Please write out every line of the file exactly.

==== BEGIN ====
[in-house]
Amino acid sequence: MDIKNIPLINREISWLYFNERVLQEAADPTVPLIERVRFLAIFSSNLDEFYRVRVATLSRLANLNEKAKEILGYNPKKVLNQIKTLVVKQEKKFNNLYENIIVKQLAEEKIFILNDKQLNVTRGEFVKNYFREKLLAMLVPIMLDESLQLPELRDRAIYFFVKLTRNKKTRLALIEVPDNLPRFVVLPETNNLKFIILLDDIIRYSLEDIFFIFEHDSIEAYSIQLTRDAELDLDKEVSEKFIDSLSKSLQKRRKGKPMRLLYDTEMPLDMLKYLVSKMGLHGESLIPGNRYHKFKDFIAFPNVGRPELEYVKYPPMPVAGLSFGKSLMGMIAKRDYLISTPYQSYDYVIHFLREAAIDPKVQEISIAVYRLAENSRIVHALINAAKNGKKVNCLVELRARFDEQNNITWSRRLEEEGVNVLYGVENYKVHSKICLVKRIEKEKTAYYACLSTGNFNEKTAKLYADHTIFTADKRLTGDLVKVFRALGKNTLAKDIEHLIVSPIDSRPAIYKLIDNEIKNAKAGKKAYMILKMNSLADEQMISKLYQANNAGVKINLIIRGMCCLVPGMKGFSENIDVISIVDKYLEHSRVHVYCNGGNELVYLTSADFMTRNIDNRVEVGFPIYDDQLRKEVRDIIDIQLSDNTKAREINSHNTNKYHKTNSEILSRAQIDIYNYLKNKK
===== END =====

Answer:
[in-house]
Amino acid sequence: MDIKNIPLINREISWLYFNERVLQEAADPTVPLIERVRFLAIFSSNLDEFYRVRVATLSRLANLNEKAKEILGYNPKKVLNQIKTLVVKQEKKFNNLYENIIVKQLAEEKIFILNDKQLNVTRGEFVKNYFREKLLAMLVPIMLDESLQLPELRDRAIYFFVKLTRNKKTRLALIEVPDNLPRFVVLPETNNLKFIILLDDIIRYSLEDIFFIFEHDSIEAYSIQLTRDAELDLDKEVSEKFIDSLSKSLQKRRKGKPMRLLYDTEMPLDMLKYLVSKMGLHGESLIPGNRYHKFKDFIAFPNVGRPELEYVKYPPMPVAGLSFGKSLMGMIAKRDYLISTPYQSYDYVIHFLREAAIDPKVQEISIAVYRLAENSRIVHALINAAKNGKKVNCLVELRARFDEQNNITWSRRLEEEGVNVLYGVENYKVHSKICLVKRIEKEKTAYYACLSTGNFNEKTAKLYADHTIFTADKRLTGDLVKVFRALGKNTLAKDIEHLIVSPIDSRPAIYKLIDNEIKNAKAGKKAYMILKMNSLADEQMISKLYQANNAGVKINLIIRGMCCLVPGMKGFSENIDVISIVDKYLEHSRVHVYCNGGNELVYLTSADFMTRNIDNRVEVGFPIYDDQLRKEVRDIIDIQLSDNTKAREINSHNTNKYHKTNSEILSRAQIDIYNYLKNKK